Book review: The Peppercorn Project

The Peppercorn Project by Nicki Edwards
Review by Kylie Thompson

Genre: rural Australian romance

Isabelle Cassidy never expected to be a young widow, never expected to go from happily ever after to having her home repossessed. With her children struggling to cope, and feeling no better herself, it’s up to Isabelle to figure out how to find a safe place for her broken family to heal.

Enter the Peppercorn Project: a revitalisation effort for the tiny rural town of Stony Creek that will see four families given incredibly generous rent for a year. With so many families hoping for a fresh start in the town, it’s a long shot, especially for a trained nurse unable to do her job. But with options thin on the ground, Isabelle is more than willing to try her luck.

The town isn’t as she expected, least of all curt police officer Matt Robertson. Matt is a relatively new arrival to Stony Creek, having left the city to find somewhere to lick his wounds after a bitter divorce. The town has been good to Matt, giving him a place to call home and people who accept him wholeheartedly. But while the rest of the town is thrilled by the Project, Matt is decidedly against it, worried that the new residents will bring nothing but trouble to his sanctuary. That he’ll be stuck living beside one of the new families really doesn’t help.

Luck, or perhaps the scheming of a matchmaking town, sees Isabelle move in beside the surly officer. But can a bit of country charm truly heal so many broken hearts?

‘The Peppercorn Project’ is a compelling and sweet story about learning to move forward after a loss. It’s hard not to feel for Isabelle and her kids, to hope for the happily ever after they so richly deserve. The characters are relatable, and a lot of fun to while away a few hours with- as quirky as Stars Hollow from ‘The Gilmore Girls’ with a decidedly Aussie twist.

What’s wonderful about ‘The Peppercorn Project’ is that it doesn’t shy away from the realities of Isabelle’s loss, and the trauma associated with it. The loss of her husband is a jagged tear in her relationship with her children, and especially the son who witnessed his father’s death. The potential for new love doesn’t erase that damage, merely adds to the scaffolding of her healing. Isabelle’s guilt and self-doubt will no doubt be painfully familiar to at least a few readers, and Edwards has ensured that her heroine’s struggle is written compassionately, rather than being just another way to engender sympathy for a protagonist.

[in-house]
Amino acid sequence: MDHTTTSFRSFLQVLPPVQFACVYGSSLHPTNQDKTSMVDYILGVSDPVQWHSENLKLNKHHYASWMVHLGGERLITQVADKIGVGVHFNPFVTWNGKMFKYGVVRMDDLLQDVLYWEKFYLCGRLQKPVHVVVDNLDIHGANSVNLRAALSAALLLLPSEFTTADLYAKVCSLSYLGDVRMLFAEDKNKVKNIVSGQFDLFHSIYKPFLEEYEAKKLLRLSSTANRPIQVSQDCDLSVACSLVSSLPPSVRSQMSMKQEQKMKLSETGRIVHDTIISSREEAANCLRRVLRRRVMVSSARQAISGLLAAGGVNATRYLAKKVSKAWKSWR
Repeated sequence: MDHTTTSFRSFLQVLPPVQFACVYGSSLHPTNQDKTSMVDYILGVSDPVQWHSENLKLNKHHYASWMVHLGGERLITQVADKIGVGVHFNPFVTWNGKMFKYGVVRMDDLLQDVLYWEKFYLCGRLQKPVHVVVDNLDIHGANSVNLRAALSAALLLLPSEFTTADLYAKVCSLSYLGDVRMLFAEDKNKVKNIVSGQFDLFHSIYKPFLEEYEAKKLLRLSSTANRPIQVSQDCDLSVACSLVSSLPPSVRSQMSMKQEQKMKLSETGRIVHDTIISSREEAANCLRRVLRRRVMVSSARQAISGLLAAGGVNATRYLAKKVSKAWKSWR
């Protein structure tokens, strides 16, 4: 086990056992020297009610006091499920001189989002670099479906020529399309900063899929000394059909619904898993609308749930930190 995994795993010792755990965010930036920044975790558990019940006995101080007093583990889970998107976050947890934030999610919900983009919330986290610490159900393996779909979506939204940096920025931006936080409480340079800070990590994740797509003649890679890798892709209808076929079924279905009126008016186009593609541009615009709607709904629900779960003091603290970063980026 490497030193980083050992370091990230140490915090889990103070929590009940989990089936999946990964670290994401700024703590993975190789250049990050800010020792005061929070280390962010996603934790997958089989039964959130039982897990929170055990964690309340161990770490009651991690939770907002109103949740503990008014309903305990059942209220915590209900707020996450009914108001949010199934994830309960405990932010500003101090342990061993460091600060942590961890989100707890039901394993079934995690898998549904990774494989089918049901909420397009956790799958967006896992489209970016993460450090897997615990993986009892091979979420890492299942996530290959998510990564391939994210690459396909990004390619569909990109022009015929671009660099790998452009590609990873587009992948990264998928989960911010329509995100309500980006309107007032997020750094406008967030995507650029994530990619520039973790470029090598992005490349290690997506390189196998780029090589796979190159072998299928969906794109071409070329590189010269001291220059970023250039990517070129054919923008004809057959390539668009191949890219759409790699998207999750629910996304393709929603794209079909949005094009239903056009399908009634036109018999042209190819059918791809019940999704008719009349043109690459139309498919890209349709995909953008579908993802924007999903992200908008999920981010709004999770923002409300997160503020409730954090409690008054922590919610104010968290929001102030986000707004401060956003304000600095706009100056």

If there’s an issue, it’s that a few incredibly compelling storylines show up, steal focus, and then vanish with only the vaguest of closure. There are elements of the story I’d love to have seen expanded upon, or minimised so that they didn’t appear to be so crucial to the main plot. There are elements that see a lot of lead in for an unsatisfying conclusion, and though ‘The Peppercorn Project’ is clearly a rural romance first and foremost, the storyline could have been enhanced by working more fully with the elements of other genres that show up.

Does it ruin the overall story? Not unless you’re the sort of reader who likes to see more fully developed subplots, and have a strong dislike for a sudden narrative end. Though it distanced me a little from the story, it certainly didn’t ruin my enjoyment of the novel. ‘The Peppercorn Project’ is certainly an enjoyable read, and it’s hard to resist the charm of Stony Creek and its inhabitants. Isabelle is a relatable, sympathetic protagonist with two realistic kids you can’t help but adore. If you’re looking for a quick and compelling read, it’s an enjoyable way to spend a few hours.

‘The Peppercorn Project’ is published by Pan Macmillan Australia, and is available through the publisher’s website, and at all leading retailers.

Rating: 3 stars

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